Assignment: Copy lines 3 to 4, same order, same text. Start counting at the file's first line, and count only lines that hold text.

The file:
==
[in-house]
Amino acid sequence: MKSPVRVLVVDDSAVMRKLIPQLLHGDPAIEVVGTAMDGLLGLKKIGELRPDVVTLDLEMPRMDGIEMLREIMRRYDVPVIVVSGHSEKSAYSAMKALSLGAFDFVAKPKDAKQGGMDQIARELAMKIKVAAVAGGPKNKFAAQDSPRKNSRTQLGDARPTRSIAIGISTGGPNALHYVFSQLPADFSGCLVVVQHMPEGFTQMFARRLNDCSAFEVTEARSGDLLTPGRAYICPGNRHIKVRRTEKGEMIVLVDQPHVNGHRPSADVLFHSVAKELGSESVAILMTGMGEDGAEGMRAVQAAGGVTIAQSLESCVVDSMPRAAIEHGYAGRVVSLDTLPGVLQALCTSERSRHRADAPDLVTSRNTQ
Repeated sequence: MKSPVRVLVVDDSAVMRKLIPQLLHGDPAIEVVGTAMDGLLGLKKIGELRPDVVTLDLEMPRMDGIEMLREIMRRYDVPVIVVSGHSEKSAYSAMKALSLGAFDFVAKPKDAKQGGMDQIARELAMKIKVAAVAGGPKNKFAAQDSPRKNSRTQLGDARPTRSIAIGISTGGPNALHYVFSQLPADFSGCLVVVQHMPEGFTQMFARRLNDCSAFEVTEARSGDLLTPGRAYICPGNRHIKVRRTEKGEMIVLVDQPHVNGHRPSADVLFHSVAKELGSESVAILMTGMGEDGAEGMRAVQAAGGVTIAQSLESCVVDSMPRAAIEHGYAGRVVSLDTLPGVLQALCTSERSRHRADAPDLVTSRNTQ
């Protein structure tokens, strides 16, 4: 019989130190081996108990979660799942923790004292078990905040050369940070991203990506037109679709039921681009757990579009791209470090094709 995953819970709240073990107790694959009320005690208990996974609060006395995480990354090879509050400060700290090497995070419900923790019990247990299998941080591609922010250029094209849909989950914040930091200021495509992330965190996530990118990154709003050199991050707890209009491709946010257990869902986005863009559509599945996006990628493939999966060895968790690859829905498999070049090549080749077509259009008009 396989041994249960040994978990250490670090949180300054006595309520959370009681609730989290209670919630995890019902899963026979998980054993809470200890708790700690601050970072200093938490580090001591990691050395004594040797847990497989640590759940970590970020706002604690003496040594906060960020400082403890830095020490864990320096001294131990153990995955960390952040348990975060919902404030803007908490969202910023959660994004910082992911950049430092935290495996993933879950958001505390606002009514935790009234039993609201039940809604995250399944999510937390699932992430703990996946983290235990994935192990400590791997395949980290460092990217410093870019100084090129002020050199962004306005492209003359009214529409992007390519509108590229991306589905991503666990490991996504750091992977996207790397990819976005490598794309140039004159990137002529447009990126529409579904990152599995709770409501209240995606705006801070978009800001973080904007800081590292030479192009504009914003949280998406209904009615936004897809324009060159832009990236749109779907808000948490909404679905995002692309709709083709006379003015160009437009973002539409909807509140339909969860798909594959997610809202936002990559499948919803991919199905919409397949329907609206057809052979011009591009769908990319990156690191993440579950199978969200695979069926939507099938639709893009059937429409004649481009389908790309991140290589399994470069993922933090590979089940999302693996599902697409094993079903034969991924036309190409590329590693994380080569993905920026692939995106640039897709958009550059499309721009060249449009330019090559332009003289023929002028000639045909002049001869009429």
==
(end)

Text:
Repeated sequence: MKSPVRVLVVDDSAVMRKLIPQLLHGDPAIEVVGTAMDGLLGLKKIGELRPDVVTLDLEMPRMDGIEMLREIMRRYDVPVIVVSGHSEKSAYSAMKALSLGAFDFVAKPKDAKQGGMDQIARELAMKIKVAAVAGGPKNKFAAQDSPRKNSRTQLGDARPTRSIAIGISTGGPNALHYVFSQLPADFSGCLVVVQHMPEGFTQMFARRLNDCSAFEVTEARSGDLLTPGRAYICPGNRHIKVRRTEKGEMIVLVDQPHVNGHRPSADVLFHSVAKELGSESVAILMTGMGEDGAEGMRAVQAAGGVTIAQSLESCVVDSMPRAAIEHGYAGRVVSLDTLPGVLQALCTSERSRHRADAPDLVTSRNTQ
């Protein structure tokens, strides 16, 4: 019989130190081996108990979660799942923790004292078990905040050369940070991203990506037109679709039921681009757990579009791209470090094709 995953819970709240073990107790694959009320005690208990996974609060006395995480990354090879509050400060700290090497995070419900923790019990247990299998941080591609922010250029094209849909989950914040930091200021495509992330965190996530990118990154709003050199991050707890209009491709946010257990869902986005863009559509599945996006990628493939999966060895968790690859829905498999070049090549080749077509259009008009 396989041994249960040994978990250490670090949180300054006595309520959370009681609730989290209670919630995890019902899963026979998980054993809470200890708790700690601050970072200093938490580090001591990691050395004594040797847990497989640590759940970590970020706002604690003496040594906060960020400082403890830095020490864990320096001294131990153990995955960390952040348990975060919902404030803007908490969202910023959660994004910082992911950049430092935290495996993933879950958001505390606002009514935790009234039993609201039940809604995250399944999510937390699932992430703990996946983290235990994935192990400590791997395949980290460092990217410093870019100084090129002020050199962004306005492209003359009214529409992007390519509108590229991306589905991503666990490991996504750091992977996207790397990819976005490598794309140039004159990137002529447009990126529409579904990152599995709770409501209240995606705006801070978009800001973080904007800081590292030479192009504009914003949280998406209904009615936004897809324009060159832009990236749109779907808000948490909404679905995002692309709709083709006379003015160009437009973002539409909807509140339909969860798909594959997610809202936002990559499948919803991919199905919409397949329907609206057809052979011009591009769908990319990156690191993440579950199978969200695979069926939507099938639709893009059937429409004649481009389908790309991140290589399994470069993922933090590979089940999302693996599902697409094993079903034969991924036309190409590329590693994380080569993905920026692939995106640039897709958009550059499309721009060249449009330019090559332009003289023929002028000639045909002049001869009429």